Urban Outfitters, Nicole Miller in Wanelo “buy” button launch
Urban Outfitters and Nicole Miller are among brands that are part of social shopping network Wanelo’s move to streamline the customer journey by launching a “buy” button that enables purchases from within the network’s mobile application.
By using the “Buy on Wanelo” feature, consumers on the app can buy any of 500,000 items directly from brands’ product pages without having to be redirected to the retailers’ ecommerce sites to complete purchases or to enter credit card information. The launch aims to give shoppers the seamless connection between mobile and in-store service offered in travel and other fields as the biggest shopping time of the year heats up.
“Our users come to do nothing but shop, but we know they’ve been wanting an easier way to buy, especially on mobile where four out of five millennial shoppers are already buying directly from mobile devices,” said Deena Varshavskaya, founder and CEO of Wanelo.
“Our users give us feedback that shopping on the phone is painful and they want a better, faster way to complete the purchase.”
On Wanelo’s app, shoppers simply tap the “buy” button shown under the product, choose their size and color options, and tap “place order” to complete the purchase, which Wanelo will then process.
Wanelo, which generates 90 percent of its traffic through mobile platforms, found in tests of the “buy” button this summer that in-app conversions were three times higher than standard Wanelo mobile conversions.
Wanelo has 200 brands using its “buy” button.
“It’s clear that this is the type of experience consumers want when you look at how Wanelo is performing for brands,” Ms. Varshavskaya said.
“For example, Urban Outfitters has nearly 3 million followers on Wanelo, and they report we convert four to six times higher than any other social network. And on average, an active user on Wanelo taps the ‘buy’ button three times per day.
“Only active users who are there to buy can generate this level of engagement and results for brands,” she said.
About 200 brands ranging from large retailers to unique independent stores so far are using the Wanelo “buy” button, including Urban Outfitters, Nasty Gal, Nicole Miller, Torn by Ronny Kobo, House of Harlow 1960, Leif Shop, Rag & Bone, River Island, ModCloth, Azalea, Seldom Seen and Zara Terez.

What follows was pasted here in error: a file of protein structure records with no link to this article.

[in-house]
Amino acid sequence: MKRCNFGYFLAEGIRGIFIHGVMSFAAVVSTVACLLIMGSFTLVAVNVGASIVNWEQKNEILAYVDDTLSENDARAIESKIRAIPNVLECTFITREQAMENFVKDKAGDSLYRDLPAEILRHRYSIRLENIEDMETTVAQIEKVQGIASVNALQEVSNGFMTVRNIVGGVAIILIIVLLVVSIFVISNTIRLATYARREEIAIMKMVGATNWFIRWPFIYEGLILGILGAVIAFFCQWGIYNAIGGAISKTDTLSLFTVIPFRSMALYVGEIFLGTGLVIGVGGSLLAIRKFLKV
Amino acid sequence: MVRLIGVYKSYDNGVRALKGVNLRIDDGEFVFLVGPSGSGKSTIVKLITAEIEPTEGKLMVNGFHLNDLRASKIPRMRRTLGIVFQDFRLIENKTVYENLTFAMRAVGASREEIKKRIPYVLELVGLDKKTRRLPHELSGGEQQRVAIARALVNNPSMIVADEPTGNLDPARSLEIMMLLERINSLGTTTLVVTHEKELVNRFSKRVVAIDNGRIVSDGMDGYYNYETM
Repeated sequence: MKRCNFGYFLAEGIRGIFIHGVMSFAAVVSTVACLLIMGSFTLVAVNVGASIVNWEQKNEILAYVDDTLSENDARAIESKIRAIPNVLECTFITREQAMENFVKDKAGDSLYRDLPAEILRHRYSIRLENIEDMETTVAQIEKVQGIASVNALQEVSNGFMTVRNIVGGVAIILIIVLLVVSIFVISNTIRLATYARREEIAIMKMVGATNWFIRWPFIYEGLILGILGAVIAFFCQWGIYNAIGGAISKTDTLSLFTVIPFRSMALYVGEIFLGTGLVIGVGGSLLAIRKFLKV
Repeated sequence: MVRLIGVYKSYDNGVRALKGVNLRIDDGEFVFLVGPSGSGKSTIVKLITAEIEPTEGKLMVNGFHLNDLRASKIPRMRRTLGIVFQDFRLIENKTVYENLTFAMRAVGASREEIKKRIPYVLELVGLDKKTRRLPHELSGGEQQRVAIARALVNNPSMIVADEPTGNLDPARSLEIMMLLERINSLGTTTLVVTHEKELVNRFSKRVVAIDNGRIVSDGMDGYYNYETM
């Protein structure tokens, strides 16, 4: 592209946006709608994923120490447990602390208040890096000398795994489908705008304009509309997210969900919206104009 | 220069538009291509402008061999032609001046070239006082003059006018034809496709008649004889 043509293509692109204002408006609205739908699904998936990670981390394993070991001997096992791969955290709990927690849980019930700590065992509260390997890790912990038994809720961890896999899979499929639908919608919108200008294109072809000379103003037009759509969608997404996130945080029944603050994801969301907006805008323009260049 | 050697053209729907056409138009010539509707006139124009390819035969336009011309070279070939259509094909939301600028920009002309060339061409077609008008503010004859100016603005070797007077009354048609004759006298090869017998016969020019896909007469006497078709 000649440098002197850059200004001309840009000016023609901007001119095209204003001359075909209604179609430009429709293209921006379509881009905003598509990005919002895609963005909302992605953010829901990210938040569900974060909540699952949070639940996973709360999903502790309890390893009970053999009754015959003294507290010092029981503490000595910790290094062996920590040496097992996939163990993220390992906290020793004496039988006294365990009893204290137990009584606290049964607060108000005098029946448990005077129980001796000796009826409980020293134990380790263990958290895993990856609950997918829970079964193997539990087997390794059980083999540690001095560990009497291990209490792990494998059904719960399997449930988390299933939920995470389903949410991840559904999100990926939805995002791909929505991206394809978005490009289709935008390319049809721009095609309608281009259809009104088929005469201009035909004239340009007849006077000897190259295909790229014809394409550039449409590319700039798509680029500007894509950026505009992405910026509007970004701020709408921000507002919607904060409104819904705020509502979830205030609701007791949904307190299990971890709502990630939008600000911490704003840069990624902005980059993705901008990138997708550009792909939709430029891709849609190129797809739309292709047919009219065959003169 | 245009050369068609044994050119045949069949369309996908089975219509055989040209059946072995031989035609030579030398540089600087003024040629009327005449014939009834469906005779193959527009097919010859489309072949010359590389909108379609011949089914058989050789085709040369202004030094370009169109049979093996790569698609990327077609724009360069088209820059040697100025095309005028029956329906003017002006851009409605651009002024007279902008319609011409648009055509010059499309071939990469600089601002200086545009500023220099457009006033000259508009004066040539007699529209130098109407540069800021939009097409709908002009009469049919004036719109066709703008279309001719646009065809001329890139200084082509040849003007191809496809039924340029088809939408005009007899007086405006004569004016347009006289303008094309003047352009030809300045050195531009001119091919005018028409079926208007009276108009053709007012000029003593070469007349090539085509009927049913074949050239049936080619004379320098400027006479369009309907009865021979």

To create a more seamless connection with shoppers on mobile, Wanelo this summer began sending push notifications to users who saved certain items to let them know that those items had gone on sale. Wanelo also began accepting direct product feeds from retailers, which it prioritized on its site with the knowledge that the data was accurate. Retailers could input each product individually to send to Wanelo, or they could use the same feed that they sent to Google Shopping, for example.
In July, social shopping gained the wider availability that could drive the uptake for which marketers were hoping with Facebook’s revelation that it was testing a “buy” button as well as Twitter’s acquisition of CardSpring to build in-tweet card-linked offers and commerce.
With mobile a significant and still growing way that social networks are accessed by consumers, it is imperative that social commerce experiences be streamlined for easy use on small screens.
A crowded playing field.
Wanelo had to give shoppers the ability to purchase directly within the mobile application, given that it is competing with strong mobile oriented shopping apps such as Gilt, Rue La La and OneKingsLane.
“Other mobile apps have also shown significant mobile purchase growth such as Groupon, eBay and a slew of others with many of these vendors seeing 50 to 60 percent of their transactions coming from mobile,” said Sheryl Kingstone, Toronto-based research director at Yankee Group.
“If [Wanelo] didn’t build this into their application, they would become irrelevant in the eyes of their customers.”
Michael Barris is staff reporter on Mobile Commerce Daily, New York.